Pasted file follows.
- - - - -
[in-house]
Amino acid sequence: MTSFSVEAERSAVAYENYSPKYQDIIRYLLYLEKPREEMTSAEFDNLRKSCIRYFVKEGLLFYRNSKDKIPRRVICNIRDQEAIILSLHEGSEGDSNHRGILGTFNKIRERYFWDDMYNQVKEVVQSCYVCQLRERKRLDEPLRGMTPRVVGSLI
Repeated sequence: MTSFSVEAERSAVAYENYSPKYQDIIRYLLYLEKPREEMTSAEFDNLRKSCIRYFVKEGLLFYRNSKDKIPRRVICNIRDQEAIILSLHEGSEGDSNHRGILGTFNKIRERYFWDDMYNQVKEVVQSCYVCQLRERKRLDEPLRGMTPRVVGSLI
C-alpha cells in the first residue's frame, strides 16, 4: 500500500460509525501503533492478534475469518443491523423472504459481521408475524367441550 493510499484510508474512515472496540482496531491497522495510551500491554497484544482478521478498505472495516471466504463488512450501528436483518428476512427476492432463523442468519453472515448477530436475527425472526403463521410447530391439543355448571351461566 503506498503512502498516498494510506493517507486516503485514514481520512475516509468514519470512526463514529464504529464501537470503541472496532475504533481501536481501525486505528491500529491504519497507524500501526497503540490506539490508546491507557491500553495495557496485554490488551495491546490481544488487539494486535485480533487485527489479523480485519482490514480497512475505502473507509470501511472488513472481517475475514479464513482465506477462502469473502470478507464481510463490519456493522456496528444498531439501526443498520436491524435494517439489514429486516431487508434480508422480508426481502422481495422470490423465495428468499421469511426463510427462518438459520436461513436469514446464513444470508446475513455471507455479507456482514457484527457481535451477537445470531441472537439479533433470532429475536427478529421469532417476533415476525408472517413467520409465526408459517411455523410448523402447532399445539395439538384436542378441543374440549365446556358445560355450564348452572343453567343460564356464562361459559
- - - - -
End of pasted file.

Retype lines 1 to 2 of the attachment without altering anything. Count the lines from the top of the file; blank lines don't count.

[in-house]
Amino acid sequence: MTSFSVEAERSAVAYENYSPKYQDIIRYLLYLEKPREEMTSAEFDNLRKSCIRYFVKEGLLFYRNSKDKIPRRVICNIRDQEAIILSLHEGSEGDSNHRGILGTFNKIRERYFWDDMYNQVKEVVQSCYVCQLRERKRLDEPLRGMTPRVVGSLI